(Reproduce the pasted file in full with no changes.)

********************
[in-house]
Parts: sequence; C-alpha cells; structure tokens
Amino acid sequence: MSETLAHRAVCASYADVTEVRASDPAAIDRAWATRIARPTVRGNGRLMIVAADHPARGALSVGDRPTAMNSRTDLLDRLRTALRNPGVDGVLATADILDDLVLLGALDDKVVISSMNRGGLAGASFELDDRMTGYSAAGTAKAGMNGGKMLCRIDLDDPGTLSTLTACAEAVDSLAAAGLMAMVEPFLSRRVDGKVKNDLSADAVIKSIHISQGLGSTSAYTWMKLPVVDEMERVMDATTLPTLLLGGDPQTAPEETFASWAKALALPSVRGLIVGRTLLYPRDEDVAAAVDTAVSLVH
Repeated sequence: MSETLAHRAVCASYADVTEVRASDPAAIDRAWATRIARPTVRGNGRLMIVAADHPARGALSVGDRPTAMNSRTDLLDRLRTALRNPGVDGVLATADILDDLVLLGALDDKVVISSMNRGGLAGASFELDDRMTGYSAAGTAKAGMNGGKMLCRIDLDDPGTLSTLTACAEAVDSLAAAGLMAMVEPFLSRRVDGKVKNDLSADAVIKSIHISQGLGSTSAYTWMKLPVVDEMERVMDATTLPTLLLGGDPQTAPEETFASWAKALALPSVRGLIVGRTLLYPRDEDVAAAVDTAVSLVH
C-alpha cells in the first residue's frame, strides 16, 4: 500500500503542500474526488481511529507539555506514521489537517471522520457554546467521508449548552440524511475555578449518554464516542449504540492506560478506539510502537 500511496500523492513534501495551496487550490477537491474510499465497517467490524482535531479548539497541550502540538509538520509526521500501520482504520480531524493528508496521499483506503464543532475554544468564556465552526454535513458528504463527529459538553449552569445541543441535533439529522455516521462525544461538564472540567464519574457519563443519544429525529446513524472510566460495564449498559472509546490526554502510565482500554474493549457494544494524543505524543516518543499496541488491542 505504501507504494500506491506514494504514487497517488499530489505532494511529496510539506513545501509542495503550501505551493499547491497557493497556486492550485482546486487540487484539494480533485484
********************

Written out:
[in-house]
Parts: sequence; C-alpha cells; structure tokens
Amino acid sequence: MSETLAHRAVCASYADVTEVRASDPAAIDRAWATRIARPTVRGNGRLMIVAADHPARGALSVGDRPTAMNSRTDLLDRLRTALRNPGVDGVLATADILDDLVLLGALDDKVVISSMNRGGLAGASFELDDRMTGYSAAGTAKAGMNGGKMLCRIDLDDPGTLSTLTACAEAVDSLAAAGLMAMVEPFLSRRVDGKVKNDLSADAVIKSIHISQGLGSTSAYTWMKLPVVDEMERVMDATTLPTLLLGGDPQTAPEETFASWAKALALPSVRGLIVGRTLLYPRDEDVAAAVDTAVSLVH
Repeated sequence: MSETLAHRAVCASYADVTEVRASDPAAIDRAWATRIARPTVRGNGRLMIVAADHPARGALSVGDRPTAMNSRTDLLDRLRTALRNPGVDGVLATADILDDLVLLGALDDKVVISSMNRGGLAGASFELDDRMTGYSAAGTAKAGMNGGKMLCRIDLDDPGTLSTLTACAEAVDSLAAAGLMAMVEPFLSRRVDGKVKNDLSADAVIKSIHISQGLGSTSAYTWMKLPVVDEMERVMDATTLPTLLLGGDPQTAPEETFASWAKALALPSVRGLIVGRTLLYPRDEDVAAAVDTAVSLVH
C-alpha cells in the first residue's frame, strides 16, 4: 500500500503542500474526488481511529507539555506514521489537517471522520457554546467521508449548552440524511475555578449518554464516542449504540492506560478506539510502537 500511496500523492513534501495551496487550490477537491474510499465497517467490524482535531479548539497541550502540538509538520509526521500501520482504520480531524493528508496521499483506503464543532475554544468564556465552526454535513458528504463527529459538553449552569445541543441535533439529522455516521462525544461538564472540567464519574457519563443519544429525529446513524472510566460495564449498559472509546490526554502510565482500554474493549457494544494524543505524543516518543499496541488491542 505504501507504494500506491506514494504514487497517488499530489505532494511529496510539506513545501509542495503550501505551493499547491497557493497556486492550485482546486487540487484539494480533485484